Packaged with the CD is a DVD with one piece of music: Stokowski, 90 years old and looking very fragile but still maintaining his familiar style, conducting (sans baton) Debussy's "Prelude to the Afternoon of a Faun" in a 1972 BBC television performance.

The remainder of the bonus disc's capacity is devoted to a survey of EMI's DVD archive of 20th-century performances, with little snippets of the music. As far as one can tell from the samples, the performances and video recording (mostly from the BBC) are remarkably good. The collection (but not the sampler) has some duplication of repertoire -- for example, the Beethoven Violin Concerto played by Leonid Kogan, Yehudi Menuhin and David Oistrakh.

The names are less historic (that is, the performances are more recent) in BMG's reduced-price Classic Library series, but the performances and sound in these reissues are generally excellent.

The most recent release has more than a dozen titles, including Michael Tilson Thomas conducting Gershwin, Sviatoslav Richter playing Brahms, James Levine conducting the "German Requiem," Alicia de Larrocha playing Granados, Richard Stoltzman playing Mozart, Yuri Temirkanov conducting Prokofiev, the Tokyo String Quartet playing Schubert and Marianne Faithfull singing Kurt Weill. None of the programming is particularly adventurous, but the music, performance and price are attractive.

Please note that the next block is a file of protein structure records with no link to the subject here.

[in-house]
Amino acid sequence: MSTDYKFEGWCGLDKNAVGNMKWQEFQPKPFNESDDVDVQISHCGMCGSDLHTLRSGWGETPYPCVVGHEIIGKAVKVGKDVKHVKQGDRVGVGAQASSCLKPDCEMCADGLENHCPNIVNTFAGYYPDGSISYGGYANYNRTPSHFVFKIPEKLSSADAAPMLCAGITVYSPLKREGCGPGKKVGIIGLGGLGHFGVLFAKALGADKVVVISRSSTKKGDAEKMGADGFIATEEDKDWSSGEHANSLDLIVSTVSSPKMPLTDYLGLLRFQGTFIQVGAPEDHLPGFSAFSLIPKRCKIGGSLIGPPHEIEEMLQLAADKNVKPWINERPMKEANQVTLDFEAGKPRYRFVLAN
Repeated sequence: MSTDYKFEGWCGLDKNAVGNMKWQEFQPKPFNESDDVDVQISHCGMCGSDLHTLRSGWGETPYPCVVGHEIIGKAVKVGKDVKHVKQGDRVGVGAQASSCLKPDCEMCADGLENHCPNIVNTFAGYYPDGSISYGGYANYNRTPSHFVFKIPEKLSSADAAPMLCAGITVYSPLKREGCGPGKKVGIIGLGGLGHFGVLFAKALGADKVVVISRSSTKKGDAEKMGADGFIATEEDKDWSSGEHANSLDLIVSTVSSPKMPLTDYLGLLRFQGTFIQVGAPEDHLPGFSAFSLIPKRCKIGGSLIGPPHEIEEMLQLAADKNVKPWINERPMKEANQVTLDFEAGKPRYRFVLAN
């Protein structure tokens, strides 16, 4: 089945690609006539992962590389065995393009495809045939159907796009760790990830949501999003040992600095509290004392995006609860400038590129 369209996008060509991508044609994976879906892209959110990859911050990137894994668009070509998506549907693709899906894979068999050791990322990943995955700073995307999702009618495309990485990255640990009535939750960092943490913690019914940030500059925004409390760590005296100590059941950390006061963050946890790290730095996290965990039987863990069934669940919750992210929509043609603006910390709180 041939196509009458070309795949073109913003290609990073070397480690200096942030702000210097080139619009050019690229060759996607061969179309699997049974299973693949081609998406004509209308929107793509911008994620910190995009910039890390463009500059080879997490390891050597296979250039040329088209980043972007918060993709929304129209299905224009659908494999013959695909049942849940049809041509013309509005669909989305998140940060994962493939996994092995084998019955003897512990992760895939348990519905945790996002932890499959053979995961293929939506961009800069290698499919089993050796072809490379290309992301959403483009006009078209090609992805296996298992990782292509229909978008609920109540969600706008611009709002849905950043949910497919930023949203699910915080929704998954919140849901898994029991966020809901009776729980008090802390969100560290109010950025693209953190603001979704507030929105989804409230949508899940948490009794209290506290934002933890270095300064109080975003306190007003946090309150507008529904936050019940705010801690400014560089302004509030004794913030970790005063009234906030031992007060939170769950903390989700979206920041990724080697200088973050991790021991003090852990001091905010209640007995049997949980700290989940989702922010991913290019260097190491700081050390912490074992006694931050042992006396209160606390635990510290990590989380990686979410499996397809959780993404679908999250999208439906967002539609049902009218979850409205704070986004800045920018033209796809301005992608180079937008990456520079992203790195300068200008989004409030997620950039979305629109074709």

Cutting Edge

For adventurous programming, the label of choice these days, while others retreat into neo-romanticism and pop crossovers, is ECM New Series. The latest cutting-edge issues from this intrepid company are a recording of Heinz Holliger's Violin Concerto with Thomas Zehetmair as soloist and a recording of Helmut Lachenmann's surreal opera "The Little Match Girl" (two CDs), based on the Hans Christian Andersen story. Both works are performed with extraordinary skill and superbly recorded; both have structures based on a narrative subtext as well as musical forms, and both explore new sounds and sound-combinations with inventiveness, curiosity and a penchant for anecdotal materials outside the music. I would like to see a video recording of Lachenmann's work (he calls it "music with images," not opera), but the sound recording is intriguing.